A TED talk to think about this weekend.
In this short (7 min) video Juan Enriquez asks the question:
What happens if Facebook, Twitter, Google, Linkedin, cell phone, GPS, Foursquare, Yelp, Travel Advisor, all these things you deal with ever day, turn out to be electronic tattoos? And what if they provide as much information about who and what you are as any tattoo would?
Juan Enriquez: Your online life, permanent as a tattoo
I’ve written a number of times here about information overload, information addiction and information management. Here are a few of the more popular ones:
In this TED talk JP Rangaswami thinks about the parallels between food cultivation, preparation and consumption and information cultivation, preparation and consumption:
JP Rangaswami: Information is food
Now there’s some food for thought!
Some ramblings that come to mind:
- I too am someone who’s waist is larger than it should be because my food diet isn’t what it should be. I heavily suspect that my information diet is likewise on the over-eating side of things. There’s probably a more healthy information diet somewhere that I should be following.
- Although, the thought that there may, one day, be the equivalent of the grapefruit diet for information workers makes me shudder.
- I snack more when I work from home because the kitchen is very close. The information kitchen is getting close to being everywhere which is why we are finding it increasingly difficult to stop snacking.
- I like the creative process of cooking, but I’m no master-chef. Pulling together different pieces of information to create something is really rewarding, but the things I see other people doing amazes me.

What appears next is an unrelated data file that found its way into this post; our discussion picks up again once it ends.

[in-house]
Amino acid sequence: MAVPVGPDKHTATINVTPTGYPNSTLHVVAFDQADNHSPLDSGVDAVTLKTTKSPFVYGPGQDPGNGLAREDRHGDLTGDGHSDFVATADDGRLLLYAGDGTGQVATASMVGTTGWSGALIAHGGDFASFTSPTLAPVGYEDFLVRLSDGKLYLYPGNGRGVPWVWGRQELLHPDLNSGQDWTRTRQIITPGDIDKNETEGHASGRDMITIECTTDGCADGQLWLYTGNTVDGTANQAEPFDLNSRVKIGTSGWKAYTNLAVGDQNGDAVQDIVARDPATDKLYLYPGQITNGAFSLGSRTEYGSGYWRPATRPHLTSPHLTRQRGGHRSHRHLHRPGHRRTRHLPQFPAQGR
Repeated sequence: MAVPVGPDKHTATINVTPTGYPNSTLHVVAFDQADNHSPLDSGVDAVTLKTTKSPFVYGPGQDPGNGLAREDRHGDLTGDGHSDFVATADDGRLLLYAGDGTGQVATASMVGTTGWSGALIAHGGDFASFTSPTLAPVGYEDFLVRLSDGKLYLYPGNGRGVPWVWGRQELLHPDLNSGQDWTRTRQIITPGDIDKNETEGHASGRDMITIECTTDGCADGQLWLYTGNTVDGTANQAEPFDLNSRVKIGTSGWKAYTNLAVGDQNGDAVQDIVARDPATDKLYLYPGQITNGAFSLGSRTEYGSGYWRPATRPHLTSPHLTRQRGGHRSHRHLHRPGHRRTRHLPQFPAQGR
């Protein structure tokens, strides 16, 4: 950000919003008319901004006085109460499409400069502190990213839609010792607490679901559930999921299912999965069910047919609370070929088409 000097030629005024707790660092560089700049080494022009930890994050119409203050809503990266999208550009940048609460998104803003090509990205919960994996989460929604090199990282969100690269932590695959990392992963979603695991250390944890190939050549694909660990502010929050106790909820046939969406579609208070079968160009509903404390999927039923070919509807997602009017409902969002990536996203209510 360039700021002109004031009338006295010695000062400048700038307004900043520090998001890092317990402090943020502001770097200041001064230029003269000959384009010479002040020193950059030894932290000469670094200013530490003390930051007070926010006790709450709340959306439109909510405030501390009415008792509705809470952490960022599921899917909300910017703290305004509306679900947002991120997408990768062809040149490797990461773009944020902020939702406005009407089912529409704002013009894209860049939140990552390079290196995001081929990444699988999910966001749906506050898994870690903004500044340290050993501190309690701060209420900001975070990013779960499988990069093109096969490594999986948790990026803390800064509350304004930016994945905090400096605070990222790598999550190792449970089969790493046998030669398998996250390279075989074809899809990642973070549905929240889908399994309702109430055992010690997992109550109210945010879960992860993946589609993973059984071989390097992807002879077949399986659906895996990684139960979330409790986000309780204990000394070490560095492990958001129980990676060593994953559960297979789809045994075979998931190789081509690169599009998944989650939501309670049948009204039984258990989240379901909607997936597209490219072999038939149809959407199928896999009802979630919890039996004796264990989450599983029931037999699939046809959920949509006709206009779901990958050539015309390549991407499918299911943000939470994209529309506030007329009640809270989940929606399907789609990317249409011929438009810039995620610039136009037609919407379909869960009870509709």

- I quite like fish and chips, it’s not the most healthy food, but it’s very enjoyable. There are some people that I follow on twitter who are like fish and chips.
- If exercise helps the body to burn food energy, what is it that helps the brain burn information energy?
How would you answer JP Rangaswami’s question: "If you began to think of all the information that you consume the way you think of food, what would you do differently?"
This is a week of returns, a return to TED and the return of Marco Tempest. This time Marco is telling the story of Nikola Tesla:
Marco Tempest: The electric rise and fall of Nikola Tesla
In a follow-up to here very popular TED talk on vulnerability Brene Brown talks about the impact of that first talk and the power of shame.
In talking about the impact of the initial talk she talks about requests from the business community to go and speak, but not to speak about vulnerability to talk about innovation, creativity and change, it’s then that she uses these words:
“Vulnerability is the birthplace of innovation, creativity and change”
How true those words are.
Brene Brown: Listening to Shame
Kevin Allocca has a job that I’m sure would be a dream job for many young people, it requires him to spend his life watching videos on YouTube where his is the trends manager.
"Any one of you can be famous on the Internet by next Saturday"
Kevin Allocca: Why videos go viral
The first video that Kevin highlights is this one, and if you want something to make you smile in a morning this is all of it:
Yosemitebear Mountain Giant Double Rainbow 1-8-10